After saying “Hi” to a bunch of people and restocking on the $7 beers, Neil Young and Crazy Horse launched into the entire forthcoming “Greendale” CD in its uninterrupted entirety. Dan Durchholz saved me the task of spelling out the details of the concept and stage presentation…you can read his review over there
From the first time I saw Neil & Crazy Horse in 1978 (“Rust Never Sleeps” tour), he has always been trying something new…back then, I was shrugging my shoulders at the oversized stage props and road-eyes, but I sure was liking the music. Songs from that period have held up better than those from when we watched him venture into quasi-techno (“Trans”), country (“Old Ways”) or blues (“This Note’s For You”). But you gotta hand it to him for always trying new stuff. So beyond the obvious lyrical narrative of the new album, the melodies of these songs were not immediately recognizable as classic Neil songs for the ages; but each song had enough room for the band to apply its spirited playing in a way that made me smile- this is Neil Young and Crazy Horse, after all.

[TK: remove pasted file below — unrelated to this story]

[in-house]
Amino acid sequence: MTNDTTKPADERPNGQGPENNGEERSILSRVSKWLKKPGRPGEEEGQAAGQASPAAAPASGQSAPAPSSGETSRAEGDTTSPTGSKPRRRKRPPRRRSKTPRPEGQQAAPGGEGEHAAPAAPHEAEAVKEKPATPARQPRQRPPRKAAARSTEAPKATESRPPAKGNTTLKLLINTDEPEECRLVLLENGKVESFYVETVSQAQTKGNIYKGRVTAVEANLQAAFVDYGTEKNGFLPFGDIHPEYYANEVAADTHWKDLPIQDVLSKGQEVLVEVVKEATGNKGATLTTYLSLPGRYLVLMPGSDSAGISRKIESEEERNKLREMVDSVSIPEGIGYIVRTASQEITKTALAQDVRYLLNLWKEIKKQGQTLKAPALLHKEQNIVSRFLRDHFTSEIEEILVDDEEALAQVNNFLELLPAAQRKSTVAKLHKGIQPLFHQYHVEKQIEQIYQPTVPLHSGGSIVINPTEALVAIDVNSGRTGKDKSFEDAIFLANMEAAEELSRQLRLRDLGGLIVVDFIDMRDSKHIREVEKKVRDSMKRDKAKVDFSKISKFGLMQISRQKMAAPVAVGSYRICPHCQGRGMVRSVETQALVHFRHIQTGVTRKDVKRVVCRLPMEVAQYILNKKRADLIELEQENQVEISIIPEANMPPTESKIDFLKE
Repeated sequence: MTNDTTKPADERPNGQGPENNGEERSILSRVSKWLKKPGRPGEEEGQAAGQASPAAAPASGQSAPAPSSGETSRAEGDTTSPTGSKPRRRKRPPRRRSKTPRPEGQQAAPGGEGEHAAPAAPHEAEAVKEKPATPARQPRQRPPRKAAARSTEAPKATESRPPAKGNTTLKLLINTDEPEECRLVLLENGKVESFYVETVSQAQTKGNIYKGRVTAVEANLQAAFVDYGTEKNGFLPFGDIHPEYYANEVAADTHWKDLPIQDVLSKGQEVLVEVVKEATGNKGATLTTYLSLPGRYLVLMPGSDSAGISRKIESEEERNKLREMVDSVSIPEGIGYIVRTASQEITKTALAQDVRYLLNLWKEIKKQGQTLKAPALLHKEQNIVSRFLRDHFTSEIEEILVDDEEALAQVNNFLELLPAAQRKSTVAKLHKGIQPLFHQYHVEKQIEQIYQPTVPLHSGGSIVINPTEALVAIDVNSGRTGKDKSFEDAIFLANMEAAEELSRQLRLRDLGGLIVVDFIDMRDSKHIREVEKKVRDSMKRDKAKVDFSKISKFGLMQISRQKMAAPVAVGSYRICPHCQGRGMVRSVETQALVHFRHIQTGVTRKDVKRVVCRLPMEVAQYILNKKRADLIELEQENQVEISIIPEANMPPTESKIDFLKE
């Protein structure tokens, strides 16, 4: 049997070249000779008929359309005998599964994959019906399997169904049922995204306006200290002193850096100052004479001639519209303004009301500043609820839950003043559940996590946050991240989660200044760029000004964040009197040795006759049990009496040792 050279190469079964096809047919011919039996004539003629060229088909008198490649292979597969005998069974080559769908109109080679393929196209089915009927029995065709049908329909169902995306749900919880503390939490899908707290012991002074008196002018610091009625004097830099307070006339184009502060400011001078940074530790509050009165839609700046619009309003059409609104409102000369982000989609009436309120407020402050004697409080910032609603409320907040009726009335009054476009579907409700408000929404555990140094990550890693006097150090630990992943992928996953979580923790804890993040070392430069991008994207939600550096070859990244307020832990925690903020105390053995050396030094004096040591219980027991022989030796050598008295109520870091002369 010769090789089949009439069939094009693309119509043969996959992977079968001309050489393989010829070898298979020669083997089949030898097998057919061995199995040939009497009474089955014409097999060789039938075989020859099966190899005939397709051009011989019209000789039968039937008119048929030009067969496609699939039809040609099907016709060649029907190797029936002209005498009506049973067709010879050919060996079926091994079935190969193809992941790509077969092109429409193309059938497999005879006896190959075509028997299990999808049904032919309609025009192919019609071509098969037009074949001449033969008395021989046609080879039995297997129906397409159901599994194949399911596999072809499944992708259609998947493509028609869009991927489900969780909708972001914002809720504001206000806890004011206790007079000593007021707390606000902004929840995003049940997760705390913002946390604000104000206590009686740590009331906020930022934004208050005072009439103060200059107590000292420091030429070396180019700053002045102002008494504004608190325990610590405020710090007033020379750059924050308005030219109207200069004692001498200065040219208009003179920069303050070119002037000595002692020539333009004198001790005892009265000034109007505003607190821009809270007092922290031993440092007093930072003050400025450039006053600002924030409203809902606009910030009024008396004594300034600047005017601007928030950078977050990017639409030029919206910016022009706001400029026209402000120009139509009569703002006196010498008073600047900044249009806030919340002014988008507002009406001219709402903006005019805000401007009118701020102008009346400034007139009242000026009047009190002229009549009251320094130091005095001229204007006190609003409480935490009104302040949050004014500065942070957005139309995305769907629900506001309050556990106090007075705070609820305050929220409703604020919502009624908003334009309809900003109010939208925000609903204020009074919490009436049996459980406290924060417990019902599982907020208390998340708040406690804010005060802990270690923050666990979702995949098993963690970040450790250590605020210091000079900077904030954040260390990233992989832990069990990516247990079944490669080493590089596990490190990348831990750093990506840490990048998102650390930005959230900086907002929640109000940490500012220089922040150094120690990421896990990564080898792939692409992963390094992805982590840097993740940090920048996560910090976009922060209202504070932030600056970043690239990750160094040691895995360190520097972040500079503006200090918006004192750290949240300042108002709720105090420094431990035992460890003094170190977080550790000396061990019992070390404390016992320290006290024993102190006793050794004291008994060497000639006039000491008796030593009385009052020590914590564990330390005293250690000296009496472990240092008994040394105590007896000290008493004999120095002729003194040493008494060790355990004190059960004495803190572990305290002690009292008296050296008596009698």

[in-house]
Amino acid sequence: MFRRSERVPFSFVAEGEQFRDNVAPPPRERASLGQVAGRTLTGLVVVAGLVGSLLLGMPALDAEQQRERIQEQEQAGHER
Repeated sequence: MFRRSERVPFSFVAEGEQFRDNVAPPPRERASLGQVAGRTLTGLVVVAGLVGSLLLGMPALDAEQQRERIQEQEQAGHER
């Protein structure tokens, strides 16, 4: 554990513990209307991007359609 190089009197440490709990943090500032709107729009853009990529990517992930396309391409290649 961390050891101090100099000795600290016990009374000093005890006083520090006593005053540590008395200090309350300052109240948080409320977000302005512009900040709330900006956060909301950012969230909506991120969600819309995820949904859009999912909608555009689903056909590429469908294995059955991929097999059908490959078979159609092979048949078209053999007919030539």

The visuals of the intentionally amateurish stage production were amusing and gave a homegrown (an ongoing theme with Neil) feel to the whole thing. My favorite visual effect was a cartoony room interior projected onto a backdrop at the back of the stage, allowing the actors to prance around in front of this backdrop, appearing to be in this cartoon world. Themes of individual rights and watching out for the little guy echoed throughout the “first act”. The “Greendale” portion of the show ended with “Be The Rain”, the song that features vocal responses that sound like they are being delivered via a bullhorn.